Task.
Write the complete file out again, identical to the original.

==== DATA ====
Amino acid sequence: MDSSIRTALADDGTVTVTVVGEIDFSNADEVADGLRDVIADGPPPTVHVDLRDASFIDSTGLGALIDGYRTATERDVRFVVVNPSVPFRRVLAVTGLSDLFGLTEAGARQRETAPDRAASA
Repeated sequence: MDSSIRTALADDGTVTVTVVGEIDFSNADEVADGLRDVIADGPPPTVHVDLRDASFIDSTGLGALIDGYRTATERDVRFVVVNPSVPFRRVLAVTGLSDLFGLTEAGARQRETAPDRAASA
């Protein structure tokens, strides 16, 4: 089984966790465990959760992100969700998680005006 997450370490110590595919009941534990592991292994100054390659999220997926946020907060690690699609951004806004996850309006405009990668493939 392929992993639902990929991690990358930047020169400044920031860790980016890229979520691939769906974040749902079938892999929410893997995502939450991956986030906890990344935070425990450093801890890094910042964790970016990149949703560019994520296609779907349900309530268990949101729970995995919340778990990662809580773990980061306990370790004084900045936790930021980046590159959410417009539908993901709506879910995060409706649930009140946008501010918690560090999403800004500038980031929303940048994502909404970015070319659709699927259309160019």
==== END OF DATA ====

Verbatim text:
Amino acid sequence: MDSSIRTALADDGTVTVTVVGEIDFSNADEVADGLRDVIADGPPPTVHVDLRDASFIDSTGLGALIDGYRTATERDVRFVVVNPSVPFRRVLAVTGLSDLFGLTEAGARQRETAPDRAASA
Repeated sequence: MDSSIRTALADDGTVTVTVVGEIDFSNADEVADGLRDVIADGPPPTVHVDLRDASFIDSTGLGALIDGYRTATERDVRFVVVNPSVPFRRVLAVTGLSDLFGLTEAGARQRETAPDRAASA
């Protein structure tokens, strides 16, 4: 089984966790465990959760992100969700998680005006 997450370490110590595919009941534990592991292994100054390659999220997926946020907060690690699609951004806004996850309006405009990668493939 392929992993639902990929991690990358930047020169400044920031860790980016890229979520691939769906974040749902079938892999929410893997995502939450991956986030906890990344935070425990450093801890890094910042964790970016990149949703560019994520296609779907349900309530268990949101729970995995919340778990990662809580773990980061306990370790004084900045936790930021980046590159959410417009539908993901709506879910995060409706649930009140946008501010918690560090999403800004500038980031929303940048994502909404970015070319659709699927259309160019």